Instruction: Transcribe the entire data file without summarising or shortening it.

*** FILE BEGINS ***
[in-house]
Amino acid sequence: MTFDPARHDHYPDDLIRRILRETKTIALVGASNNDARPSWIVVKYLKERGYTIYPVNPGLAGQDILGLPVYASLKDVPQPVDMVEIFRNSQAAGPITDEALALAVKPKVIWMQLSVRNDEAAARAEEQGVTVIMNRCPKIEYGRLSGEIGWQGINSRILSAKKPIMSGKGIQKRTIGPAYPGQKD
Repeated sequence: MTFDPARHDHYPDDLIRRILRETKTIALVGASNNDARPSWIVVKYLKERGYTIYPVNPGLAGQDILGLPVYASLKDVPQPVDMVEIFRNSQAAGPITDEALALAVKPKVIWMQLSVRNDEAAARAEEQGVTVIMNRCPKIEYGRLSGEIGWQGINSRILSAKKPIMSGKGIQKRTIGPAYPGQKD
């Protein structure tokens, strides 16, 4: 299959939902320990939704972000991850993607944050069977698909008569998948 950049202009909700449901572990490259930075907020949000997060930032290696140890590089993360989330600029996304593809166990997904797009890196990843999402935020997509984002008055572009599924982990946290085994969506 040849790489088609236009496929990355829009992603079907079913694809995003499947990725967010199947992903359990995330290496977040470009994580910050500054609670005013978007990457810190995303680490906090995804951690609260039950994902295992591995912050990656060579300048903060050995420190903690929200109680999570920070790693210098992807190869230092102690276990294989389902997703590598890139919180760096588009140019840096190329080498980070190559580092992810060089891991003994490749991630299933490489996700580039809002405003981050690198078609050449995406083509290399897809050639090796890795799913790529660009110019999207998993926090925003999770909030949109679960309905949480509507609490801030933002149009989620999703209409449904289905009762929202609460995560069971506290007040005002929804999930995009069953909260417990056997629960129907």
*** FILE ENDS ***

[in-house]
Amino acid sequence: MTFDPARHDHYPDDLIRRILRETKTIALVGASNNDARPSWIVVKYLKERGYTIYPVNPGLAGQDILGLPVYASLKDVPQPVDMVEIFRNSQAAGPITDEALALAVKPKVIWMQLSVRNDEAAARAEEQGVTVIMNRCPKIEYGRLSGEIGWQGINSRILSAKKPIMSGKGIQKRTIGPAYPGQKD
Repeated sequence: MTFDPARHDHYPDDLIRRILRETKTIALVGASNNDARPSWIVVKYLKERGYTIYPVNPGLAGQDILGLPVYASLKDVPQPVDMVEIFRNSQAAGPITDEALALAVKPKVIWMQLSVRNDEAAARAEEQGVTVIMNRCPKIEYGRLSGEIGWQGINSRILSAKKPIMSGKGIQKRTIGPAYPGQKD
């Protein structure tokens, strides 16, 4: 299959939902320990939704972000991850993607944050069977698909008569998948 950049202009909700449901572990490259930075907020949000997060930032290696140890590089993360989330600029996304593809166990997904797009890196990843999402935020997509984002008055572009599924982990946290085994969506 040849790489088609236009496929990355829009992603079907079913694809995003499947990725967010199947992903359990995330290496977040470009994580910050500054609670005013978007990457810190995303680490906090995804951690609260039950994902295992591995912050990656060579300048903060050995420190903690929200109680999570920070790693210098992807190869230092102690276990294989389902997703590598890139919180760096588009140019840096190329080498980070190559580092992810060089891991003994490749991630299933490489996700580039809002405003981050690198078609050449995406083509290399897809050639090796890795799913790529660009110019999207998993926090925003999770909030949109679960309905949480509507609490801030933002149009989620999703209409449904289905009762929202609460995560069971506290007040005002929804999930995009069953909260417990056997629960129907």